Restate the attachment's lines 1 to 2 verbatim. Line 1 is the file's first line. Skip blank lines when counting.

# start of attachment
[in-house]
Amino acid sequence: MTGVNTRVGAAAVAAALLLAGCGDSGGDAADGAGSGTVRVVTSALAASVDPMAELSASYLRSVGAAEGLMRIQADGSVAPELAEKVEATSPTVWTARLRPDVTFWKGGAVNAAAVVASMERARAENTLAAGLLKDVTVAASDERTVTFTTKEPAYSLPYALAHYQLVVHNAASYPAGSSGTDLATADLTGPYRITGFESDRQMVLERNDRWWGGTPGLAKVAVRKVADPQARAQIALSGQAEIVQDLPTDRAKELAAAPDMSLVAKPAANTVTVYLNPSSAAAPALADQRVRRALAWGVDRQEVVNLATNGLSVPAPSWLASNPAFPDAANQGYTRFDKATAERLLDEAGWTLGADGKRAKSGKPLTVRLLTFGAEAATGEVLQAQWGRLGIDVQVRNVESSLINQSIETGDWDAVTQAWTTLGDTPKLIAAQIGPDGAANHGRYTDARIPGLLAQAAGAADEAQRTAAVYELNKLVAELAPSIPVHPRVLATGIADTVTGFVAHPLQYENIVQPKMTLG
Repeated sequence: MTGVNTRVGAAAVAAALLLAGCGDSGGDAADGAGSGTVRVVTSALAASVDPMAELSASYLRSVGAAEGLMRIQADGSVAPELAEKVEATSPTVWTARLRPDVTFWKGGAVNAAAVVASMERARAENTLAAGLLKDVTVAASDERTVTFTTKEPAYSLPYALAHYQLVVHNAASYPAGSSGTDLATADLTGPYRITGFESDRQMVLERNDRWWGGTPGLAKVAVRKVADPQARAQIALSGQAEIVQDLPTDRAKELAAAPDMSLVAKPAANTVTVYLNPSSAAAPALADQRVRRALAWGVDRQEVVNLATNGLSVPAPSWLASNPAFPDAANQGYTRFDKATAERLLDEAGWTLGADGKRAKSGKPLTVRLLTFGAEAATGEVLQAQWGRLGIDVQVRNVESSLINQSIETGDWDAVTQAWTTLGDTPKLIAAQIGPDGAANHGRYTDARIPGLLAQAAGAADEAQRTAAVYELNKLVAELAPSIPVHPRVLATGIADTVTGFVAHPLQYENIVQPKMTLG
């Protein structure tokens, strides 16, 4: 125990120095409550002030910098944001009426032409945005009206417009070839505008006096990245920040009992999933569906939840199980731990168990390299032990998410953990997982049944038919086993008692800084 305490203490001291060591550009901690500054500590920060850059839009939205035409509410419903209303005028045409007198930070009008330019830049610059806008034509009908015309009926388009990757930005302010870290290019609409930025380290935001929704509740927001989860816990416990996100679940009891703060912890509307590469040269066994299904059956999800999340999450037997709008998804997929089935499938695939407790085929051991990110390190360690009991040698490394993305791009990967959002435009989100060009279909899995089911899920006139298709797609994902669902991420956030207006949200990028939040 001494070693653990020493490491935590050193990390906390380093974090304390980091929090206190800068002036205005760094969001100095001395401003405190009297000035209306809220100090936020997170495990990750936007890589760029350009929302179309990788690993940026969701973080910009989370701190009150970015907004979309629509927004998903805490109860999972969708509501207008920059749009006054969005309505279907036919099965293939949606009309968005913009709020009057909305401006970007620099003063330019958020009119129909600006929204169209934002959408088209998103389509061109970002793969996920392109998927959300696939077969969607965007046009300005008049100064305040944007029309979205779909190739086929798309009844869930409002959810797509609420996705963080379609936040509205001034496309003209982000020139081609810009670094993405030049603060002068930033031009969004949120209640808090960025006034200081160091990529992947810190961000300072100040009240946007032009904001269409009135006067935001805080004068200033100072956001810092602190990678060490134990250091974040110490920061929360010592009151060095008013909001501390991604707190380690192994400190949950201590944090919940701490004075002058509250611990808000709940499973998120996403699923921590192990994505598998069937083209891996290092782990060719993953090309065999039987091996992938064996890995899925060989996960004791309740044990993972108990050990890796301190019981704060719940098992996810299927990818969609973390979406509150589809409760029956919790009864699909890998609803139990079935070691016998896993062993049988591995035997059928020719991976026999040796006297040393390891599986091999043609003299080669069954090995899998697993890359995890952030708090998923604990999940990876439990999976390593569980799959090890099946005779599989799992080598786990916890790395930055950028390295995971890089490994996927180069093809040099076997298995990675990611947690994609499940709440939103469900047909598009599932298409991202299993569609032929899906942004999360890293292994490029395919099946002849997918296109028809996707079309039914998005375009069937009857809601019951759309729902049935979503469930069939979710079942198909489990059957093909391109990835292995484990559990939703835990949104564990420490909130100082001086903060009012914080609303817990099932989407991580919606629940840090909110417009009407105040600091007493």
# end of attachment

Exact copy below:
[in-house]
Amino acid sequence: MTGVNTRVGAAAVAAALLLAGCGDSGGDAADGAGSGTVRVVTSALAASVDPMAELSASYLRSVGAAEGLMRIQADGSVAPELAEKVEATSPTVWTARLRPDVTFWKGGAVNAAAVVASMERARAENTLAAGLLKDVTVAASDERTVTFTTKEPAYSLPYALAHYQLVVHNAASYPAGSSGTDLATADLTGPYRITGFESDRQMVLERNDRWWGGTPGLAKVAVRKVADPQARAQIALSGQAEIVQDLPTDRAKELAAAPDMSLVAKPAANTVTVYLNPSSAAAPALADQRVRRALAWGVDRQEVVNLATNGLSVPAPSWLASNPAFPDAANQGYTRFDKATAERLLDEAGWTLGADGKRAKSGKPLTVRLLTFGAEAATGEVLQAQWGRLGIDVQVRNVESSLINQSIETGDWDAVTQAWTTLGDTPKLIAAQIGPDGAANHGRYTDARIPGLLAQAAGAADEAQRTAAVYELNKLVAELAPSIPVHPRVLATGIADTVTGFVAHPLQYENIVQPKMTLG